FIG. 15 is an illustration of one embodiment of an outer panel assembly.
DESCRIPTION OF THE PREFERRED EMBODIMENT
Although the disclosure hereof is detailed and exact to enable those skilled in the art to practice the invention, the physical embodiments herein disclosed merely exemplify the invention which may be embodied in other specific structures. While the preferred embodiment has been described, the details may be changed without departing from the invention, which is defined by the claims.
I. Stowable Stairway System
The present invention may be generally described as a stairway system 10 to provide access between spaces on two or more different levels of a building or other multi-level structure. Specifically, the invention is directed to a stairway system 10 having means for retracting into the ceiling or floor 12 of a level. Means may include use of an actuator 14 as part of the system 10 (See FIGS. 1 through 15).
As will be apparent, the systems and methods of the present invention allow installation of the stairway system 10 without drilling of pivot holes in the existing floor joists or frame 16 at the top 18 of the stairway system 10, as is required by known apparatuses. In a preferred embodiment of the invention, the stairway system 10 is pivoted at the elevated top end 18 (see for example FIG. 1, although it is to be appreciated that the stairway system 10 may be pivoted at the lower end 20 as well. The invention allows the stairway system 10 to be stored completely or partially into the ceiling or floor space 12. It should be noted the invention could be designed to rest just below the ceiling or floor or above the ceiling or floor, should that be preferred.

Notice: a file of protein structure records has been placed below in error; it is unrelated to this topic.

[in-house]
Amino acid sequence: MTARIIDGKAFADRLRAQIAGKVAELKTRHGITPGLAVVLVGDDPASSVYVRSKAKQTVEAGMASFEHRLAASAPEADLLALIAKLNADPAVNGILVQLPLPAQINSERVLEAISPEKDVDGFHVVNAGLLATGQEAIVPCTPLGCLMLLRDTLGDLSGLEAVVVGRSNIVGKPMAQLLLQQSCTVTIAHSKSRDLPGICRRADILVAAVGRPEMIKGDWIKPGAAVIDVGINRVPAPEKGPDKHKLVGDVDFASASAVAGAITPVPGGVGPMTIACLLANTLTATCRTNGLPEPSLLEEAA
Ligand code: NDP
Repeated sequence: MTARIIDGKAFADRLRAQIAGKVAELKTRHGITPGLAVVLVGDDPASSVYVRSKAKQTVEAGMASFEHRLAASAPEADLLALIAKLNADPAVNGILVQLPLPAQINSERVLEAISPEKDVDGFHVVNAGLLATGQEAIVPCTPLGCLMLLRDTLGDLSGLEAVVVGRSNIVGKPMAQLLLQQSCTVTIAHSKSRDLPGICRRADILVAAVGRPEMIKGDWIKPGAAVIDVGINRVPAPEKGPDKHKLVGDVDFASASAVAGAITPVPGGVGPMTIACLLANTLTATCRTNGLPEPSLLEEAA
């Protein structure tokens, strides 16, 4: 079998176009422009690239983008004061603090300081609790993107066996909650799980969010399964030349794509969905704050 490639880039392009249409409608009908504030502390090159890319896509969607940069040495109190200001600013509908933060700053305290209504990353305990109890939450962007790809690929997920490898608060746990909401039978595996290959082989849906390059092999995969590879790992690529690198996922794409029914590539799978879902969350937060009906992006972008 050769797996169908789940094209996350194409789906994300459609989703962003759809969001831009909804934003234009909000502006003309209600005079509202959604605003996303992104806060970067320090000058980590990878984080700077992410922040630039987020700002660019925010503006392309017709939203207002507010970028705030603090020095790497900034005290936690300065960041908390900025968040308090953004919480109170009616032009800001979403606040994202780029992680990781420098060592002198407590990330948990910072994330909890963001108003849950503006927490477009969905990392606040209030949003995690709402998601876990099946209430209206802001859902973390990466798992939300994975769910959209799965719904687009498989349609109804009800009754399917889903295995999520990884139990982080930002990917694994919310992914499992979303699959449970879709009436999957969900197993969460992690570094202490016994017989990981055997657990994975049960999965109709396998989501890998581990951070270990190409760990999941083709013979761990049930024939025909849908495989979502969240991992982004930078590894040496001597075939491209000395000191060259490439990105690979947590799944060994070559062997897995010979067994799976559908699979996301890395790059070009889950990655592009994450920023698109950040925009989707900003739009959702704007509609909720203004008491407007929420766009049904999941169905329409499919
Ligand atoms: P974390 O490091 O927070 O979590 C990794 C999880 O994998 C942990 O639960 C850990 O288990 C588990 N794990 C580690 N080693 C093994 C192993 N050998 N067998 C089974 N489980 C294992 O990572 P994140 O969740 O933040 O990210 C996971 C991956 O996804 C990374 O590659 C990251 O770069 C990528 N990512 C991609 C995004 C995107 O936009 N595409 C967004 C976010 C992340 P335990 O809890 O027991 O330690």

As may be observed particularly in the view of FIG. 3, a preferred embodiment of the stairway system 10 is designed such that the width W of the stairway system 10 fits between standard trusses or floor joists 16 that are set on a 24'' center. It should be noted however that the stairway system 10 may be designed to fit any desired opening width.
As may be seen generally in FIGS. 1, 1A, and 2, a preferred embodiment of the stairway system 10 includes a stairway 22, an actuator 14 having a base end 24 and a rod end 26, and a drive lever 28 pivotally connected to the rod end 26 of the actuator 14. A driven pivot bracket 30 is adapted to be attached to the upper floor or framework 16 on one side of the stairway 22, with a first end 32 being connected to the base end 24 of the actuator 14 and a second end 34 being attached to the drive lever 28. A non-driven pivot bracket 36 is adapted to be attached to framework 16 on an opposite side of the stairway 22.